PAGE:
Discovery of the Week: Gene Family Trees

My ‘discovery of the week’ post is something interesting I’ve found out recently, repeated here for your enjoyment or edification.

Every gene you have consists of two alleles – one from each parent. The combination of alleles in your DNA is unique to you (or at least, to you and your identical twin). However, each individual allele is an exact copy of an allele found in one of your parents, except in rare cases where mutation or recombination has occurred. This means that each gene has its own history of who it has belonged to and where its been.

Here’s an example. I have blue eyes. That means I have two ‘blue eyes’ alleles – one from my mum, one from my dad. These alleles are related to each other. At some point, certainly no more than 6,000-10,000 years ago but almost certainly much later, my parents had a common ancestor with a ‘blue eyes’ allele that was eventually passed on to me from both sides.

Next time I take a close-up of my own eye, I'm putting on mascara
Next time I take a close-up of my own eye, I’m putting on mascara

However, my mum has brown eyes. She has one ‘brown eyes’ allele and one ‘blue eyes’ allele (that she passed on to me). Her ‘brown eyes’ allele is very, very distantly related to my ‘blue eyes’ alleles – the split is at least 6,000-10,000 years old, and could go way back into prehistory, depending on when her ‘brown eyes’ allele split from the ‘brown eyes’ allele that first mutated to become a ‘blue eyes’ allele. So while I inherited 50% of my alleles from her, the alleles I didn’t inherit from my mum might have split from her alleles hundreds of thousands of years ago.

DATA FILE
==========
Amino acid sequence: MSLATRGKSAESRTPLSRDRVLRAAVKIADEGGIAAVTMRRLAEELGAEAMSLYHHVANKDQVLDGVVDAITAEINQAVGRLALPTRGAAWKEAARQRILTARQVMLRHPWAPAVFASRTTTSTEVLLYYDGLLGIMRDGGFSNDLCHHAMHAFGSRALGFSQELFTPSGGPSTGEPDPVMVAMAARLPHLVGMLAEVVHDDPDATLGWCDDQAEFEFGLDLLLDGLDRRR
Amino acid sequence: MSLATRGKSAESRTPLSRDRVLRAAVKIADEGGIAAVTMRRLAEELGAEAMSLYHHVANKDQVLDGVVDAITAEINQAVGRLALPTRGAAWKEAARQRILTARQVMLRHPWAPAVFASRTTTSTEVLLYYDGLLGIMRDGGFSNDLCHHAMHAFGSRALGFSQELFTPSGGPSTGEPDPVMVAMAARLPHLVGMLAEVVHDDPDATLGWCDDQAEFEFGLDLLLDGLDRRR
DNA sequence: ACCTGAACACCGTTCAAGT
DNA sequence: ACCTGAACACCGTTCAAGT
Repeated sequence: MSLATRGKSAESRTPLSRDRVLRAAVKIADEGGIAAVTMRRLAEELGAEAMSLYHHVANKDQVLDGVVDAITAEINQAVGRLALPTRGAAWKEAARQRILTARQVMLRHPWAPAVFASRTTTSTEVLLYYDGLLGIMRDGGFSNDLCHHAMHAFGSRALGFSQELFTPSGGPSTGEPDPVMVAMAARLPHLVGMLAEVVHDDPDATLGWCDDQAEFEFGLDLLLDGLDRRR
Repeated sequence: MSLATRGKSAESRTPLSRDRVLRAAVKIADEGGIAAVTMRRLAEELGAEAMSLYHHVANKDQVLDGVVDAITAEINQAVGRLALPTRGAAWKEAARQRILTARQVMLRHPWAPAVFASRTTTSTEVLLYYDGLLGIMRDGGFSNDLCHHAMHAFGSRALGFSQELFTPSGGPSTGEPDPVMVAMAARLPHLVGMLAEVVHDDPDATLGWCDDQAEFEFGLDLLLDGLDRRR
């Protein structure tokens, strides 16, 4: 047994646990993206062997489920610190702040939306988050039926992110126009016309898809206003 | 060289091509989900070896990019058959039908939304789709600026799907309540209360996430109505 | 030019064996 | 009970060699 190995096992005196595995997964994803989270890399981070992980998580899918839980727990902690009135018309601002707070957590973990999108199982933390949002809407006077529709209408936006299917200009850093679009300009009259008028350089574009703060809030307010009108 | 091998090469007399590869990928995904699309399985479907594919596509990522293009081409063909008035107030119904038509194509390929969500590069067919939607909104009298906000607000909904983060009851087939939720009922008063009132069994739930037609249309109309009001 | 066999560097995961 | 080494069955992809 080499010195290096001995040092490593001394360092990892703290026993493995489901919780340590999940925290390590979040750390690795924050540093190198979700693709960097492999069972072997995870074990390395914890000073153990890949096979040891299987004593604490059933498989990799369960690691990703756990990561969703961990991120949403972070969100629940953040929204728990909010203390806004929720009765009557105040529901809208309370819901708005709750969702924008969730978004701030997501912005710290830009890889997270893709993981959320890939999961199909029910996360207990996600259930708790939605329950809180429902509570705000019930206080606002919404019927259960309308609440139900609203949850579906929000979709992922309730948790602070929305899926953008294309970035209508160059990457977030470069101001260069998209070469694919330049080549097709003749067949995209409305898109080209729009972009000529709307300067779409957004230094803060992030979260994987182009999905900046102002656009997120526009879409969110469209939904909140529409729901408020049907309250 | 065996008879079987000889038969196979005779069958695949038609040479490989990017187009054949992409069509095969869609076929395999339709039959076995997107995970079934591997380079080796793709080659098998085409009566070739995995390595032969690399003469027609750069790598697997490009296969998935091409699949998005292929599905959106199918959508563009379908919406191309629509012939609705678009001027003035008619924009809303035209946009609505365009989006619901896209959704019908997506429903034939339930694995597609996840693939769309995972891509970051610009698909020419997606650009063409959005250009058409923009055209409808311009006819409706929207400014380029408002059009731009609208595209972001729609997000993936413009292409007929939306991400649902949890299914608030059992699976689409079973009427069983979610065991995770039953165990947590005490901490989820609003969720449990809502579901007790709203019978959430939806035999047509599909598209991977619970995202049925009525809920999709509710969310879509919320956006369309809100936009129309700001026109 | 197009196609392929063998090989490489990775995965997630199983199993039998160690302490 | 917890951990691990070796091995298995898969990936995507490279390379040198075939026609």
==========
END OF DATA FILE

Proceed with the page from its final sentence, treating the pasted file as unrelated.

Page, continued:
So here’s where it gets a little crazy. Humans have a number of different blood types – A, B, AB and O. These blood types are coded for by the ‘A’, ‘B’ and ‘O’ alleles. If you have blood type A, that means you have at least one ‘A’ allele and no ‘B’ allele. If you have blood type B, you have at least one ‘B’ allele and no ‘A’ allele.

So what? Well, it turns out that the ABO system predates humanity – we share it with chimpanzees. That means that the ‘A’ alleles of a person with blood type A are closer to that of a chimpanzee with blood type A than they are to the ‘B’ alleles of a human with blood type B.


I think that’s pretty cool.

By the way, I found this out from The Ancestor’s Tale by Richard Dawkins.


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